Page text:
Hungary’s heavily debt-ridden national airline Malev has had to ground flights and stop operations just days after Spanish state-owned Spanair filed for bankruptcy in light of the European debt crisis.
Hungarian state-owned airline Malev has gone out of business. Flights were grounded, leaving over 7,000 passengers stranded and operations were shut down on Friday due to its "unsustainable" financial situation.
"At 0500 GMT on February 3, after 66 years of almost continuous operation, Malev stopped taking off," chief executive Lorant Limburger said at a news conference.
The airline has debts of around 200 million euros ($270 million) and has had difficulties finding new investors. Last month, the European Commission ordered Malev to repay state aid received between 2007 and 2010. The decision prevented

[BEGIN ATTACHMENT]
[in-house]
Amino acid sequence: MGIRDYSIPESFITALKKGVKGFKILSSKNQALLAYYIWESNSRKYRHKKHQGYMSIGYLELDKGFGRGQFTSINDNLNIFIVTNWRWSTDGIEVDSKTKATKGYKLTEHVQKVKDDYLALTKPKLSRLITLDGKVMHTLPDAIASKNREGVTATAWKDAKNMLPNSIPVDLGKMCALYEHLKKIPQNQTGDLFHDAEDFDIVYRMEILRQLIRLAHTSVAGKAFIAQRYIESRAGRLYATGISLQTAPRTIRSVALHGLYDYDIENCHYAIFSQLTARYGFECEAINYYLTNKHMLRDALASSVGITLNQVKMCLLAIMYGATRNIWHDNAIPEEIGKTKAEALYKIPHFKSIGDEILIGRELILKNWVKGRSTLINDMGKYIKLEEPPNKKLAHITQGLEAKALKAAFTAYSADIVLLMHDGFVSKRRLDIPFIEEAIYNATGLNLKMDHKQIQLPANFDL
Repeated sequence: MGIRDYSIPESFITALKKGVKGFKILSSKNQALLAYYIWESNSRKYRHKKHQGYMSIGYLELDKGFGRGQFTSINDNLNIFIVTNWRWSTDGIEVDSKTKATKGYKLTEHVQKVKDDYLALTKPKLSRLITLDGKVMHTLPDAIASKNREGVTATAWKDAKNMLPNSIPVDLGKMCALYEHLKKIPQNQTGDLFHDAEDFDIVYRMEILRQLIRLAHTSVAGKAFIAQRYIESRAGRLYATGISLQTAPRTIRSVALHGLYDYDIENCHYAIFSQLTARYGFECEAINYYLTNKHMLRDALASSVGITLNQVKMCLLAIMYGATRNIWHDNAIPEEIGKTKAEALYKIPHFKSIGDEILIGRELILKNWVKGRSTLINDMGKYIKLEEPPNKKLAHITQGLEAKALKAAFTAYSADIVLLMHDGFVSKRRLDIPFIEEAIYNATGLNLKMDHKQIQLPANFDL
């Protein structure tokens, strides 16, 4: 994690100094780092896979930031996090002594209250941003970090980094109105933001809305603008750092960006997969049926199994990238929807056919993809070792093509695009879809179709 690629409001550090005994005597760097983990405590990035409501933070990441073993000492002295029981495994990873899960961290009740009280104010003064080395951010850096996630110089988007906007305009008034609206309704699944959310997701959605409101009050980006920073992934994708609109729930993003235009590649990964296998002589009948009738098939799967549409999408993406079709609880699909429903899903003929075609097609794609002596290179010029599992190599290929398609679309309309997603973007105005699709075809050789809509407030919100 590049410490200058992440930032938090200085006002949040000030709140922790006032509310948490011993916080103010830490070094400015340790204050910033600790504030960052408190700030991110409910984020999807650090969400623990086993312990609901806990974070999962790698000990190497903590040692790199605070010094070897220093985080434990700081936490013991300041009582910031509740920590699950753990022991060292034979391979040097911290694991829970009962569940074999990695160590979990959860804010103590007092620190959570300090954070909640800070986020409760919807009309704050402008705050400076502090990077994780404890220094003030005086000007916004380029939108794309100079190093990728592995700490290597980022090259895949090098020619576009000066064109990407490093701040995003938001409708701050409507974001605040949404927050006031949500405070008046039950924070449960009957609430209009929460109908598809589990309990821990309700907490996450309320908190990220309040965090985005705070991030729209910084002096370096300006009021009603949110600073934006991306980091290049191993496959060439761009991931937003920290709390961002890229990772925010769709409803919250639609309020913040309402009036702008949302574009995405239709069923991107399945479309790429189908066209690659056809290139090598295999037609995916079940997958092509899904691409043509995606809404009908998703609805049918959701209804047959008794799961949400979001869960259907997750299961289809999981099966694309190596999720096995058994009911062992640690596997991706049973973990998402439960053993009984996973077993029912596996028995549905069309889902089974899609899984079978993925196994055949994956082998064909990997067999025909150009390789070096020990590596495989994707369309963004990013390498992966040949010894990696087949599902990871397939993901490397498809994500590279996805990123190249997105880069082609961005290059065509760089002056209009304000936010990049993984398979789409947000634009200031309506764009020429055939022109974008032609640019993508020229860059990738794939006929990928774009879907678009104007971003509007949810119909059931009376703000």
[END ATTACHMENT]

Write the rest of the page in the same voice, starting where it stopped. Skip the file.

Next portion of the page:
Prime Minister Viktor Orban told state radio after Friday's announcement, that a new national airline could be established if investors were prepared to operate it profitably and risk their own money.
Malev's is not the only plight in European aviation in light of the euro crises. Spanish airline Spanair also filed for bankruptcy at the end of January.
A spokesman for the International Air Transport Association (IATA) predicts a net loss for European carriers of around 450 million euros this year.
Meanwhile, in response to Malev's announcement, the low-cost Irish airline Ryanair said on Friday it is planning 26 new routes from
sb/ccp (AFP, Reuters, AP)